ONE of the most important things for which the Scottish Government is responsible is our National Health Service.

They have had a decade to shape health policy and determine the way in which the NHS is run.

Sadly, as in many other policy areas, it would seem that the SNP have taken their eye off the ball while they have focussed their efforts on pursuing their dream of separation.

Recent figures that have been released by Audit Scotland have highlighted the extent of the problem.

Over the past decade, while the number of people registered on surgeries' lists has risen by 12 per cent, the number of GP practices in Scotland has fallen by six per cent.

It is no surprise that public health has not improved in recent years and that waiting times targets are being missed.

The latest figures on recruitment to fill GP training places have shown that nearly a third of Scottish places have gone unfilled.

This compares poorly with vacancy levels of only 16 per cent in England and nine per cent in Wales. The reason for this is simple. Cutbacks and existing shortages have quite simply made taking up a Scottish training place an unattractive prospect for young doctors.

The working conditions in NHS hospitals are also of concern. A survey by the British Medical Association in December last year found that 70 per cent of doctors had experienced work-related stress and 15 per cent felt that their stress was unmanageable.

More than half of the GPs surveyed reported that their workload has a negative impact on their commitment to the job.

It is not just new GPs with whom the NHS in Scotland is struggling. They are also losing much of the talent that they already have.

Up to three thousands doctors have left Scotland to work abroad and the Royal College of GPs has warned that Scotland will soon be short of around 850 general practitioners. This is a modern-day brain drain.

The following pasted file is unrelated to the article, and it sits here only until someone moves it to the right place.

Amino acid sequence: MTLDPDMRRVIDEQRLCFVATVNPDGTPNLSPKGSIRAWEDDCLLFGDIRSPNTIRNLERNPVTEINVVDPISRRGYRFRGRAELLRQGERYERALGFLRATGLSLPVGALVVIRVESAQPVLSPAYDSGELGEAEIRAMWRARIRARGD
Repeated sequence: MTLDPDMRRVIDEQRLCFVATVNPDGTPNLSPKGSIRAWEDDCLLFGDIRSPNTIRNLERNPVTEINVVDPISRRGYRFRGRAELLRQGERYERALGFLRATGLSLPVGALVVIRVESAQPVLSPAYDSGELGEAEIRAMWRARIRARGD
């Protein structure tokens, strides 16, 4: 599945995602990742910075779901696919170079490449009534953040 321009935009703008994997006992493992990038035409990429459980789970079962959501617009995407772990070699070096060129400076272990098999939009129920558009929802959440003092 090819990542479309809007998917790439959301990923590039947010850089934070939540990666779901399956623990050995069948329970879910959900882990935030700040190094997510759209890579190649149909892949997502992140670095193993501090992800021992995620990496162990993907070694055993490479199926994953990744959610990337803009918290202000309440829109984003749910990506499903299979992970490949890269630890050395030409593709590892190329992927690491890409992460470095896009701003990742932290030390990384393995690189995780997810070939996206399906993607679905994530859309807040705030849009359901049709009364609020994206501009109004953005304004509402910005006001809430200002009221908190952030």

The Scottish Government's efforts to combat this trend have borne little fruit.

In 2015, ministers announced a £2.5million fund with the aim of securing more family doctors in rural and deprived areas.

In March this year, they re-announced the fund and pledged a further £5million of investment. In the two years it has been running, however, it has recruited a grand total of 18 doctors.

The SNP have, of course, also been making use of their favourite policy tool: The centralisation of services. Last year, they closed the cleft lip and palate surgery in Edinburgh.

Being led by an internationally renowned surgeon and achieving some of the best outcomes in the whole of the UK was not enough to save it and now patients have to make longer and costlier journeys to receive treatment.

The Scottish Conservatives have launched a new campaign called 'Save our Surgeries' to raise these issues and promote solutions to help our GPs.

GP leaders say that it is vital that we spend 11 per cent of all NHS funding on general practice and a Scottish Conservative government would commit to meeting this target. It is time for SNP ministers to take action and support our GPs.